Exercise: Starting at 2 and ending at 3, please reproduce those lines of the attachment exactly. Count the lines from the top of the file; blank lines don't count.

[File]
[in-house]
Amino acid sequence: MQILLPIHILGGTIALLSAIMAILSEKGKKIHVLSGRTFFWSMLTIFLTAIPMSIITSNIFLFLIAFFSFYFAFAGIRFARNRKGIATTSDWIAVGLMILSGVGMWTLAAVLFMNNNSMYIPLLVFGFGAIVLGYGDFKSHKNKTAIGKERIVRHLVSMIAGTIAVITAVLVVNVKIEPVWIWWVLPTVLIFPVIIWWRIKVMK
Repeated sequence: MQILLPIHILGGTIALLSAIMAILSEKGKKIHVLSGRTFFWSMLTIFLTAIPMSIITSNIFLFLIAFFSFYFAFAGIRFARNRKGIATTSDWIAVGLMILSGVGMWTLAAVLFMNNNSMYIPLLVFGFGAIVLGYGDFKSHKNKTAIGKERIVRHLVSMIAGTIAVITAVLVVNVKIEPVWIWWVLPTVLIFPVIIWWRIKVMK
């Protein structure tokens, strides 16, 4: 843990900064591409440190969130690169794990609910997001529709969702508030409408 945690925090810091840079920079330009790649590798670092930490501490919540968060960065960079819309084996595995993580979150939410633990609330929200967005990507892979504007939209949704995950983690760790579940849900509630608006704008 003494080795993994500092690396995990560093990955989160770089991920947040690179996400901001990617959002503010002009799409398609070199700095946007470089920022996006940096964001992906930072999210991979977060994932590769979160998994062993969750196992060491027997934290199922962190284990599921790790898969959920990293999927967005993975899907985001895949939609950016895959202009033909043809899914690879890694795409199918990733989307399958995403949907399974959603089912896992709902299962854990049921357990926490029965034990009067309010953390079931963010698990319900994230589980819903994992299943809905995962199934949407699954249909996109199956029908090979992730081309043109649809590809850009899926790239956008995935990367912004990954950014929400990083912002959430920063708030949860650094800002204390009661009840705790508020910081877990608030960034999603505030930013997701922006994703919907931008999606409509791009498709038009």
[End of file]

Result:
Amino acid sequence: MQILLPIHILGGTIALLSAIMAILSEKGKKIHVLSGRTFFWSMLTIFLTAIPMSIITSNIFLFLIAFFSFYFAFAGIRFARNRKGIATTSDWIAVGLMILSGVGMWTLAAVLFMNNNSMYIPLLVFGFGAIVLGYGDFKSHKNKTAIGKERIVRHLVSMIAGTIAVITAVLVVNVKIEPVWIWWVLPTVLIFPVIIWWRIKVMK
Repeated sequence: MQILLPIHILGGTIALLSAIMAILSEKGKKIHVLSGRTFFWSMLTIFLTAIPMSIITSNIFLFLIAFFSFYFAFAGIRFARNRKGIATTSDWIAVGLMILSGVGMWTLAAVLFMNNNSMYIPLLVFGFGAIVLGYGDFKSHKNKTAIGKERIVRHLVSMIAGTIAVITAVLVVNVKIEPVWIWWVLPTVLIFPVIIWWRIKVMK